What is Gum Infection?
What is Gum Disease?
Gingivitis is an infection or irritation of the gums. Gum diseases are also referred to as periodontal disease, a bacterial infection that targets the area around the teeth. Such diseases can have a major impact on both your oral and overall health.
Infection varies from gum irritation to the severe virus known as periodontitis. Therefore, taking care of gums is equivalent to taking care of your mouth. In this article, Dr. Robert Marin shares what you need to know about gum disease.
Different Stages of Gum Infections
Dr. Robert Marin of Greely Dental Care highlights the stages of gum infection:
- Gingivitis: It is the preliminary stage of the infection where gums turn red and start to swell. It can be easily treated through proficient dental cleanse and frequent oral care practice.
- Chronic Periodontitis: This stage is the start of gum disease. The symptoms appear when gums start thinning, and pockets form between the teeth and gums. This stage occurs in adults specifically above 35 years.
- Aggressive Periodontitis: This stage is rare however few adults, and children develop this aggressive condition. This state causes loss of teeth, over colonization of bacteria and pre-pubertal periodontitis in people of different age groups.
- Necrotizing Periodontitis: This type of gum disease might be the most critical out of all the others. It targets the tissues, ligaments, and bones in the mouth and severely damages them. It is a common disease among smokers or malnourished individuals.
Difference between Gingivitis and Periodontitis
We asked our friend, Dr. Ben Kacos, a dentist in Shreveport, LA, about the difference between gingivitis and periodontitis. Dr. Kacos says, “There is a fine line between these two conditions. Gingivitis causes inflammation in the gums which occurs due to excess of plague on the teeth. Symptoms of this condition include red, swollen gums, or bleeding of gums while brushing the teeth. However, it is common and only the preliminary stage of gum disease so it isn’t severe and can easily be treated.
Moreover, periodontitis is an advanced form of periodontal disease. Therefore, it causes the gum tissue to pull away from the teeth, consequently creating space for additional bacteria to build up and cause infection. Symptoms of possible periodontitis are red, swollen, or bleeding gums, pain while eating, poor alignment of teeth, pockets between teeth and gum, and loose/sensitive teeth.”
Do you have a Gum Infection?
Signs and symptoms:
An individual suffering from gum infection goes through specific symptoms. Therefore, the severity of the disease varies from swelling of the gums (gingivitis) to a more severe infection (periodontitis). The symptoms of gums diseases might not always be obvious until gingivitis progresses further to develop into periodontitis. Inflammation around a tooth is gingivitis, which is generally caused by plaque and tartar build-up on the teeth. This is usually the result of poor oral hygiene and is most likely to be experienced by people around the age of 30 years and older.
Some common gum disease symptoms include:
- Pain: Tenderness in the gums and/or in your teeth.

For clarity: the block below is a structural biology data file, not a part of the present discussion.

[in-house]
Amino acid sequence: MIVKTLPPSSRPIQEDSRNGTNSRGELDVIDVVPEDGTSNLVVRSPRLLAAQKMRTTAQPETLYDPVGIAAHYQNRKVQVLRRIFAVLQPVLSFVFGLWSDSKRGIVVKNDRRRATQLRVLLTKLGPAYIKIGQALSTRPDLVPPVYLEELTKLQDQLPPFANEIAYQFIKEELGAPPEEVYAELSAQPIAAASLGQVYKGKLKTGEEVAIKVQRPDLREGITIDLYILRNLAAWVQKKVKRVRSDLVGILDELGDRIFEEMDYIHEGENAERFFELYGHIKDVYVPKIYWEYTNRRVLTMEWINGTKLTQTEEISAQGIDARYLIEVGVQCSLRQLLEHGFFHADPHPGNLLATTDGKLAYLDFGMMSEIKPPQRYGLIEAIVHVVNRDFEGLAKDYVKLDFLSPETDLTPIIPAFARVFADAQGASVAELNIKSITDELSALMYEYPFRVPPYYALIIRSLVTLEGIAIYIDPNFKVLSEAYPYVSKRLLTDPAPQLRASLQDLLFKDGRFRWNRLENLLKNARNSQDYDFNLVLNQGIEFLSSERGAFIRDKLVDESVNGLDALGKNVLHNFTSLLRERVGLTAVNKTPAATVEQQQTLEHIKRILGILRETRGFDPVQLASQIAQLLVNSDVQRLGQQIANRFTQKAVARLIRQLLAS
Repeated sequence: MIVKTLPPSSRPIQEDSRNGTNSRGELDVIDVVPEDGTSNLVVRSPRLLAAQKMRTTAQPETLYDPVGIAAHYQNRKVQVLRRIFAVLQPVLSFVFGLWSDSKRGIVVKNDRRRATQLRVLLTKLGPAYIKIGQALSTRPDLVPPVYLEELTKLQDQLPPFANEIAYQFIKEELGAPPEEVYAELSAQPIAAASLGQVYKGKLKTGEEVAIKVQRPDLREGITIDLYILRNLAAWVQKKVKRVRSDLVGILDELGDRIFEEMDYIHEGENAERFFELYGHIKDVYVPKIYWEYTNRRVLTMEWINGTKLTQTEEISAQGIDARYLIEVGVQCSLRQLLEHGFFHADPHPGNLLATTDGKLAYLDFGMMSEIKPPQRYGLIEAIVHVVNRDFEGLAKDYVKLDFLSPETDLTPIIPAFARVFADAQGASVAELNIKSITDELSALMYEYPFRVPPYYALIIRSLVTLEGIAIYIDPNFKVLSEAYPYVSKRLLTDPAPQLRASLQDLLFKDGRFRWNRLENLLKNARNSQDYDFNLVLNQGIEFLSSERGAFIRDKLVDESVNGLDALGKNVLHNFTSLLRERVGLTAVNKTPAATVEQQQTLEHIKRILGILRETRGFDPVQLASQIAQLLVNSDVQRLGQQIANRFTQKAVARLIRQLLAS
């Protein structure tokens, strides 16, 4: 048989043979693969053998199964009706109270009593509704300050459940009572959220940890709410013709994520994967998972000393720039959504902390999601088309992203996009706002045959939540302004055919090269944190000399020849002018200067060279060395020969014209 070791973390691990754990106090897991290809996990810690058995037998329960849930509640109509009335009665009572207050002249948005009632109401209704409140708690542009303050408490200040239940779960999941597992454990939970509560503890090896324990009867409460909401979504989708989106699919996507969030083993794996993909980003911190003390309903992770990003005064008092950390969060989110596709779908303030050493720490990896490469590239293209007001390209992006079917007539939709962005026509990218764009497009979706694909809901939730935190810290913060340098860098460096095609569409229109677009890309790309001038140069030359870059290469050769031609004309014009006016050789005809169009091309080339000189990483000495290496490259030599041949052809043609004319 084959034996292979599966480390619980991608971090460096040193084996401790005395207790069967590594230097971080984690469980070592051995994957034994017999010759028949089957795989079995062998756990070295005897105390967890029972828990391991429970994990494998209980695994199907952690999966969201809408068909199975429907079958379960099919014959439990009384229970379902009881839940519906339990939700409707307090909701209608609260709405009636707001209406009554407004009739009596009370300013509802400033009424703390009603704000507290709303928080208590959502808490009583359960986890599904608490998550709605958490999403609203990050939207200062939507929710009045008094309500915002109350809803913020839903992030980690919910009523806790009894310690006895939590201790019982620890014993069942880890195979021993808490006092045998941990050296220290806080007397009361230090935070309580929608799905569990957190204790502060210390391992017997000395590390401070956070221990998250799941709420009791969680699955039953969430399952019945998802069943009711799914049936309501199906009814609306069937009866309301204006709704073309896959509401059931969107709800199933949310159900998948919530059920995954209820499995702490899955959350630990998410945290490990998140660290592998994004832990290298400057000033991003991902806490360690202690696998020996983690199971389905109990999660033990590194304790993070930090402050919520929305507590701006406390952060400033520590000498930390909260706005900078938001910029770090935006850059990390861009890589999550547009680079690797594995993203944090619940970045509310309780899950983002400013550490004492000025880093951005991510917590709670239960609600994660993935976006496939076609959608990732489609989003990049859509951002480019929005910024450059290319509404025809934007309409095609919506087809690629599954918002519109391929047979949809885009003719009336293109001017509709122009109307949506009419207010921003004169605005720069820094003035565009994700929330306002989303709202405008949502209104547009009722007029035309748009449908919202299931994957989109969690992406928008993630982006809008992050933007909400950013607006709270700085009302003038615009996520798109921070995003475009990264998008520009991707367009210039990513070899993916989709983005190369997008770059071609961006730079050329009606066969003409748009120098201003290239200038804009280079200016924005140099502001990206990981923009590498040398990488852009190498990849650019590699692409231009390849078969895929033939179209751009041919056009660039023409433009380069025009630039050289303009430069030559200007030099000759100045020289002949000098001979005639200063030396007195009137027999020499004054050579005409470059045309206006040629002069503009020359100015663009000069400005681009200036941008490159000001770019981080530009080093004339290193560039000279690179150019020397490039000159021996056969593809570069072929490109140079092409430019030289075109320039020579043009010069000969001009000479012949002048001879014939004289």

- Swollen gums: Healthy gums look pink and settled while swollen gums that look red or purple indicate gum disease.
- Bleeding: Bleeding occurring while brushing or flossing your teeth indicate symptoms of gum disease.
- Unpleasant taste and smell: Unpleasant breath and taste of mouth that remain persistent is also a possible sign of gum disease.
Main causes of Gum Infections
- Genetics: Take extra care of your oral hygiene if you have a family history of gum diseases. Visit your Greeley dentist regularly for checkup and professional teeth cleaning.
- Hormonal Changes: Women should pay extra attention to the symptoms as hormones associated with puberty, pregnancy, and menopause can contribute to women’s risk for gum disease.
- Stress: Stress makes it difficult for the body to fight infections, including periodontal disease.
- Smoking: Various studies have shown that consumption of tobacco products increases the chance of gum infection and diseases.
- Medications: Medications that lead to the drying of saliva as a side effect can contribute to periodontal disease as saliva helps to protect against gum infection by helping wash plaque and bacteria from the teeth.
How to Cure Gum Disease?
Depending on the severity of the gum disease, the cure might vary between surgical and non-surgical procedures. So, consult with your dentist in Greeley, CO for expert advice on how to cure gum disease.
Non-surgical procedure to treat gum disease includes consumption of antibiotics and a non-surgical procedure for cleaning each tooth. This procedure is also called tooth scaling and root planing that removes tartar and plaque from below the gum line. So, contact your dentist in Greeley, CO for gum disease treatment. There’s limited research on this that suggests that laser removal can be used in junction with tooth scaling and root planning to make the process more efficient.
Surgical treatments involve procedures that reduce the pockets formed at the gum line, regenerate lost bone and tissue, remove excess gum tissue, and graft soft tissue onto the gums to cover the exposed bone area and prevent tooth loss.
Prevention of Gum Infections
- Brush and floss every day: Regular brushing and flossing your teeth can help stop gingivitis. Choose a toothpaste that neutralizes the plaque, bacteria, and strengthens weakened enamel.
- Healthy lifestyle: Keep gum disease at bay by eating a balanced and healthy diet consisting of fruits, vegetables, and whole grains.
- Stop tobacco consumption: Smoking is responsible for around 75% of periodontal diseases among adults. Quitting tobacco can aid in stopping gingivitis.